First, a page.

d357fb02-c287-35d8-a1ef-ac9782f01ad5You’ve seen us do the drill in the office for your preadolescent and adolescent child: “Turn around, stand straight, keep your legs straight, bend over and touch your toes.”

While about three percent of children less than 16 years of age develop adolescent idiopathic scoliosis, only one-half percent or less have curves that require treatment. Severe scoliosis (curves approaching 50 degrees) usually requires surgery to prevent problems into adulthood.

A new study in the New England Journal of Medicine looks at the effect of rigid back bracing in preventing the progression of significant scoliosis (a curve greater than 20 degrees in a child who is skeletally immature).  This is how bracing works:

Treatment with rigid bracing (thoracolumbosacral orthosis) is the most common nonoperative treatment for the prevention of curve progression. There are many different brace designs, but with all of them, the objective is to restore the normal contours and alignment of the spine by means of external forces and, in some designs, the stimulation of active correction as the patient moves the spine away from pressures within the brace.


Let’s cut to the chase:

In conclusion, bracing significantly decreased the progression of high-risk curves to the threshold for surgery in patients with adolescent idiopathic scoliosis. Longer hours of brace wear were associated with greater benefit.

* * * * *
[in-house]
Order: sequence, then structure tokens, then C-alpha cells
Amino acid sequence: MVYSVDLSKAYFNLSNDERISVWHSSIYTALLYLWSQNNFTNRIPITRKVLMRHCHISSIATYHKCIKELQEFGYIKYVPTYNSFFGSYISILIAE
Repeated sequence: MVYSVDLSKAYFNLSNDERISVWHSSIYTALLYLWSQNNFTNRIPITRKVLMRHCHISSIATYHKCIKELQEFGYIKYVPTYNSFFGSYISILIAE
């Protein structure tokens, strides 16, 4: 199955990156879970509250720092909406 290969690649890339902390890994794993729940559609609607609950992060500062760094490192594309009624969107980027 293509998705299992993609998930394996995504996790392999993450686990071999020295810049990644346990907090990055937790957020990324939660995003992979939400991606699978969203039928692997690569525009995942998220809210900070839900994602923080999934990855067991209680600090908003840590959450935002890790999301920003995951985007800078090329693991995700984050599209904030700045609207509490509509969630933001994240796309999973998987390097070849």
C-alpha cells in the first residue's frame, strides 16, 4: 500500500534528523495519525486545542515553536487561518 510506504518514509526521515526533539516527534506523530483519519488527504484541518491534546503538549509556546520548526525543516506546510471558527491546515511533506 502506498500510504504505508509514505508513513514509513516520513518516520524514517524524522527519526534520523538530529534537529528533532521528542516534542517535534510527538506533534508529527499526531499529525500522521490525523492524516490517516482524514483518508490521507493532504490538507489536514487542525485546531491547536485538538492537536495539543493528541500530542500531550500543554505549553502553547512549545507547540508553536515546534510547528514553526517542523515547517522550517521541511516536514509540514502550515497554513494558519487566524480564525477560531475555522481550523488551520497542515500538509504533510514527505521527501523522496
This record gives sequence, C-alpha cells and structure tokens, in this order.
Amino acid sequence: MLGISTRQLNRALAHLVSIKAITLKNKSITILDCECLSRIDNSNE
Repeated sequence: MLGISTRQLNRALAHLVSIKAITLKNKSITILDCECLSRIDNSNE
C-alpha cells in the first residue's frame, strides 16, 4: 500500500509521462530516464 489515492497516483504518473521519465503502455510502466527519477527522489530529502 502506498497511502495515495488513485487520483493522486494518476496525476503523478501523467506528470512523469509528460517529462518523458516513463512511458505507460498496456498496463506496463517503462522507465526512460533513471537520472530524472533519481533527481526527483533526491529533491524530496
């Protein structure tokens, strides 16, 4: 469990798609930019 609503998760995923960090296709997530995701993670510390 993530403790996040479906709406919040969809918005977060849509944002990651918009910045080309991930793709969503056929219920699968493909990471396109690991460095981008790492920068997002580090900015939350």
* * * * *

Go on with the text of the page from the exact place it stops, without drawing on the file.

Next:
An accompanying editorial in the NEJM hits the pause button while pointing out that nearly half of the patients who were untreated also had a successful outcome:

The decision to commit a 12- or 13-year-old patient to several years of brace wear requires careful consideration of both the benefits and the downsides. Although brace wear in adolescent idiopathic scoliosis does not have the serious physiological side effects that are apparent in poliomyelitis-related scoliosis, it carries financial, emotional, and social burdens that need to be considered.


I’m sure there are inventors hard at work right now designing effective rigid back braces using modern, space-age materials that will be better-tolerated and accepted by young teens.


(Yahoo! Images)